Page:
— by Robert Lang
CAN YOU GENERATE 200 VOLTS
DC FROM A FIVE-VOLT DC PIC
POWER SUPPLY? Yes, you can,
and I will tell you how. In this two-part
series, we will build a 200-volt DC boost
power supply driven by an 18F2455
Microchip PIC microprocessor. The
completed power supply (shown in
Figure 1) will generate between five and
200 volts DC from a five-volt, DC input.
This device can be used for any
application where high voltage and
low current is needed, such as
PIC programming ( 13 volts), neon
indicator bulbs (120 volts), or nixie
■ FIGURE 1. Completed boost power
tube displays (170 volts).
In this first part, we’ll cover the theory of how a boost power supply works.
You’ll learn how to use pulse width
modulation (PWM) to get the 18F2455
PIC to output a square wave with a given
period and duty factor, and we’ll look at
how the PWM’s “ON” time affects
voltage. We will cover the important
parameters in designing a boost power
supply and use the free LTSPICE program to come up with a possible design.
Next month, we will implement
this design on a printed circuit board.
We will use a liquid crystal display
(LCD) to show important power-supply parameters. Using a free C
compiler, we’ll write software to drive
A/D conversion, control PWM, and
output information to the LCD.
A boost power supply is a type of
switching power supply that generates
a higher output voltage than the
supply voltage. In addition to stepping
up the voltage, it can also change
the sign of the voltage input. These
tricks are very useful for generating a
local source of other voltages from a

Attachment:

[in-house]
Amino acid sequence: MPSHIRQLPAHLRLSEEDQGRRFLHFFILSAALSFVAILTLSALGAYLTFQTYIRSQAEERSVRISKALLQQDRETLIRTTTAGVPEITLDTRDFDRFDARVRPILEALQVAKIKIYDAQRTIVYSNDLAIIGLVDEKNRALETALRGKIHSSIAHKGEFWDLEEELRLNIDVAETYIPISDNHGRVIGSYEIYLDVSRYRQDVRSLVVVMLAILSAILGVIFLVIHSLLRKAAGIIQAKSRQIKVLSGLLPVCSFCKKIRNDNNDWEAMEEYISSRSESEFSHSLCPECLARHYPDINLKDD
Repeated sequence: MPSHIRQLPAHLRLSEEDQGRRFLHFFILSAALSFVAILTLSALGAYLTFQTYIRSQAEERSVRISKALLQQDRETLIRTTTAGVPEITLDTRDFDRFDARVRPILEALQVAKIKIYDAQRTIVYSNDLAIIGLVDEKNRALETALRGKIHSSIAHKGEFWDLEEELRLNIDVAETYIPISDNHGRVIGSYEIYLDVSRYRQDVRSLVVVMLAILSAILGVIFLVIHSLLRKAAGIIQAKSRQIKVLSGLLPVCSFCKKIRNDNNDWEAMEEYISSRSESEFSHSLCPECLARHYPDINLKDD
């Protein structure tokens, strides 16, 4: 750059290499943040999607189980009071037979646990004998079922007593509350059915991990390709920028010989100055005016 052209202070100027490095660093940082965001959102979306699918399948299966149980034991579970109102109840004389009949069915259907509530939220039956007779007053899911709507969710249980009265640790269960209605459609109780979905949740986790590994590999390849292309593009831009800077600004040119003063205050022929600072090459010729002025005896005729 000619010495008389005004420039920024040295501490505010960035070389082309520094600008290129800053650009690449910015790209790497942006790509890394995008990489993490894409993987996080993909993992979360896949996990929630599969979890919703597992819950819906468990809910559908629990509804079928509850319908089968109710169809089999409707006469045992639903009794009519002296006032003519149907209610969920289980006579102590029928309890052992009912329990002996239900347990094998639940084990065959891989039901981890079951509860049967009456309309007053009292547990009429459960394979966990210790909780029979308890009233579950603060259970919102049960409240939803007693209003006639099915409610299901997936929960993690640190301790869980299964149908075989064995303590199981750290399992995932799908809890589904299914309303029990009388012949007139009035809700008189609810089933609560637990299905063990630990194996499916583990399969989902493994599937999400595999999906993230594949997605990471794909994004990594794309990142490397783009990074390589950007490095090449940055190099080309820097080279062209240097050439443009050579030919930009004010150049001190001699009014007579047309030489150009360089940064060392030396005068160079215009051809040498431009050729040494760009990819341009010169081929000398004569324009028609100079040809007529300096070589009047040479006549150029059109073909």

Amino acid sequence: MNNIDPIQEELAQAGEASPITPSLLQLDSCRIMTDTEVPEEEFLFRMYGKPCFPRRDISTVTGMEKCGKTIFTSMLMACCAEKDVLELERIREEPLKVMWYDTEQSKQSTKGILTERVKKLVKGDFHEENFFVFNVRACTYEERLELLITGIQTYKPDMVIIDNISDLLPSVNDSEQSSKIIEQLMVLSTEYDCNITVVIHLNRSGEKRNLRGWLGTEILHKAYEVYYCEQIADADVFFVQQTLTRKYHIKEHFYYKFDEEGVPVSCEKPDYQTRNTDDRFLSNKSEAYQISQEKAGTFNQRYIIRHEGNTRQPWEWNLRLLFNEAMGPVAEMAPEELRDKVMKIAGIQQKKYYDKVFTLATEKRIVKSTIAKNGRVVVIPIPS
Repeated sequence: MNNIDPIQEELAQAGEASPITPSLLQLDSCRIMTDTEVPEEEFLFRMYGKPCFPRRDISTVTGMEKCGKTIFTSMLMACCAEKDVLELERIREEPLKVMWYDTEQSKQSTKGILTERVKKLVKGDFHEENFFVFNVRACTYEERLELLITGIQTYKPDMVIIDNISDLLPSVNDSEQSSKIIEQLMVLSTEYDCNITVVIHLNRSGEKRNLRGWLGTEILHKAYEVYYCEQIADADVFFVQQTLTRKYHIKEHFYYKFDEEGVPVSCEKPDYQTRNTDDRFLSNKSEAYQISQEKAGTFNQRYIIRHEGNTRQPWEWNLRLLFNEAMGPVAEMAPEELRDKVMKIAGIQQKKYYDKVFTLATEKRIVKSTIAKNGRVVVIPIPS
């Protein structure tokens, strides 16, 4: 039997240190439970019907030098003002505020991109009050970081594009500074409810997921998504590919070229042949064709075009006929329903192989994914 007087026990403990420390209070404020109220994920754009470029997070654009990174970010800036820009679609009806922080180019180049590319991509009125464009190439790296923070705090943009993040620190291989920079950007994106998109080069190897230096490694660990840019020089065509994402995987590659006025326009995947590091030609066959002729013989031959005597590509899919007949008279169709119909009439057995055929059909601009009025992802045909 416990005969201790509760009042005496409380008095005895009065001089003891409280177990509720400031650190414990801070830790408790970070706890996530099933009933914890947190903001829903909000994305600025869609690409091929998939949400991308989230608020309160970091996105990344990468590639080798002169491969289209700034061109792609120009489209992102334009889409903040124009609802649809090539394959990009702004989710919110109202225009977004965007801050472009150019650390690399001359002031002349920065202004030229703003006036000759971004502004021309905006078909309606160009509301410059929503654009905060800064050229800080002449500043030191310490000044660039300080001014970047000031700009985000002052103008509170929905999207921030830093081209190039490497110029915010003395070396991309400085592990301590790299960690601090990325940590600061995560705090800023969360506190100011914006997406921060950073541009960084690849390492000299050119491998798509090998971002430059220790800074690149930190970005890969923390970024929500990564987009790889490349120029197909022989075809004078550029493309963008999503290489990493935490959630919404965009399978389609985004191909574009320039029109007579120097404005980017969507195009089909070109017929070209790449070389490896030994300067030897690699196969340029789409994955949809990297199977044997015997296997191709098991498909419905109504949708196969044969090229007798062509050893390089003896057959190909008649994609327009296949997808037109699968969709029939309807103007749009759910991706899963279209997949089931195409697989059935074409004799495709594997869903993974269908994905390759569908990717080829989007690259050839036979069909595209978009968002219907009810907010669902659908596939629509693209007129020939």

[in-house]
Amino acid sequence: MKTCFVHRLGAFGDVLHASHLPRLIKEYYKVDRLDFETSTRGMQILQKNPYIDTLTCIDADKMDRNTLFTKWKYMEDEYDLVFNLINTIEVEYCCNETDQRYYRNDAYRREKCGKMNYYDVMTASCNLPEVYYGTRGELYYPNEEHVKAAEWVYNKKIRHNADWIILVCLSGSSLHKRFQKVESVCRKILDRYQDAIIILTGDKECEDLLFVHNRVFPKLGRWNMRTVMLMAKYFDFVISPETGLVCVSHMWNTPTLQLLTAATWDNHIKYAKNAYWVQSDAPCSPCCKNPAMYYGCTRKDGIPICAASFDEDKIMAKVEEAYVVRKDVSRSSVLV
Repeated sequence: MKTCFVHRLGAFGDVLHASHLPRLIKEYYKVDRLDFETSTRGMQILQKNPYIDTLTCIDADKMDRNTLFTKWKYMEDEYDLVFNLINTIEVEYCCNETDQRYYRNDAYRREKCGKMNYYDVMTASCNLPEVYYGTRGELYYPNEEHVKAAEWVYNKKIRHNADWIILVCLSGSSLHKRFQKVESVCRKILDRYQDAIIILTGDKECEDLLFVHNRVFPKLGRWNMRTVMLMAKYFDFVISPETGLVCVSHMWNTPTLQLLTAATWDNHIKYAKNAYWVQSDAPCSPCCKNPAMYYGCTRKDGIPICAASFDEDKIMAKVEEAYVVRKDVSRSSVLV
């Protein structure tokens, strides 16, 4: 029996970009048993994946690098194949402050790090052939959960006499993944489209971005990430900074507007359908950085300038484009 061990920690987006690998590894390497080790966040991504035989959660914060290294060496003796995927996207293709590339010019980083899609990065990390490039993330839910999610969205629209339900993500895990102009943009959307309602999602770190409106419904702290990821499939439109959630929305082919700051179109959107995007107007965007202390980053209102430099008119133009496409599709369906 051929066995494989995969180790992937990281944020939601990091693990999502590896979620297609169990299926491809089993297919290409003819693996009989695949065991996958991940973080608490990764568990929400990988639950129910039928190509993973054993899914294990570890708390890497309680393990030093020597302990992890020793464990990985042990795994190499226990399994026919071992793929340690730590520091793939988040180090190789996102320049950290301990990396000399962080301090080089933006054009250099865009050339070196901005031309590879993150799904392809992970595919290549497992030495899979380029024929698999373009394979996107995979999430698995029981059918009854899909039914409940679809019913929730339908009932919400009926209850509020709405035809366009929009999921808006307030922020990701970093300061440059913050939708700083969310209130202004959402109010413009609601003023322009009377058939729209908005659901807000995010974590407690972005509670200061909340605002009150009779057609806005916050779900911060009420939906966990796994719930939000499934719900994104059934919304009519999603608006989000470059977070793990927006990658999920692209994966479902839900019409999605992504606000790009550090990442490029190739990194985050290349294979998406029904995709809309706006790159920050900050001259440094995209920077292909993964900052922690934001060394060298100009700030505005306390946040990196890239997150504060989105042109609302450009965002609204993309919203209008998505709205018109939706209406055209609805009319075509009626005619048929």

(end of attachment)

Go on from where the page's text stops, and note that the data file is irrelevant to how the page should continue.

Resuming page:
standard + 5 VDC supply.
A boost converter can have as few
as four basic components: a semiconductor switch, a diode, an inductor,
and a capacitor. The semiconductor
switch may be a unipolar device, such
as a MOSFET, or a bipolar transistor.
The benefit of using a unipolar device
is the absence of stored carriers and,
therefore, theoretically instantaneous
switching transients that are limited
only by small parasitic capacitances.
If you are like me, you may not
have a large assortment of inductors in
your parts box and you may not use
them a lot in your circuits. Let’s take a
more detailed look at inductors.
Inductance (measured in Henries) is an
effect which results from the magnetic
field that forms around a current carrying conductor. Inductance can be
increased by looping the conductor into
a coil which causes magnetic flux from
adjacent loops of the conductor to link.
An inductor is usually constructed
as a coil of conducting material, typically copper wire, wrapped around a
core of ferrous material, which is
highly permeable to magnetic flux.
The coils and the core’s permeability
amplify the current’s magnetic field,
increasing inductance. Some small
inductors look similar to resistors and
use a similar color scheme. Other
inductors look like wire-wrapped
donuts (toroids), as shown in Figure 2.
Two (or more) inductors that have
coupled magnetic flux form a
transformer — a fundamental component of every electric power grid. An
inductor is used as the energy-storage
device in the boost power supply. The
inductor is energized for a specific
fraction of the regulator’s switching
frequency — the “ON” time — and
de-energized for the remainder of the
cycle. When we select the inductor to
use in our boost power supply, we
want to make sure the inductor can
handle the peak current. The peak
current in the inductor of the boost
power supply can be written as a
function of the input voltage, semiconductor ON time, and inductance:
Max_Current = Input_Voltage*
The basic circuit is shown in
Figure 3 and operates as follows:
1. The inductor current ramps up while
the MOSFET is conducting (TP voltage
near zero). When the MOSFET is conducting, the source voltage is applied
across the inductor, and the rate of rise
of inductor current depends on the
source voltage Vin and inductance L1.
If the source voltage remains constant,
the rate of rise of inductor current is
positive and remains fixed, so long as
the inductor has not saturated.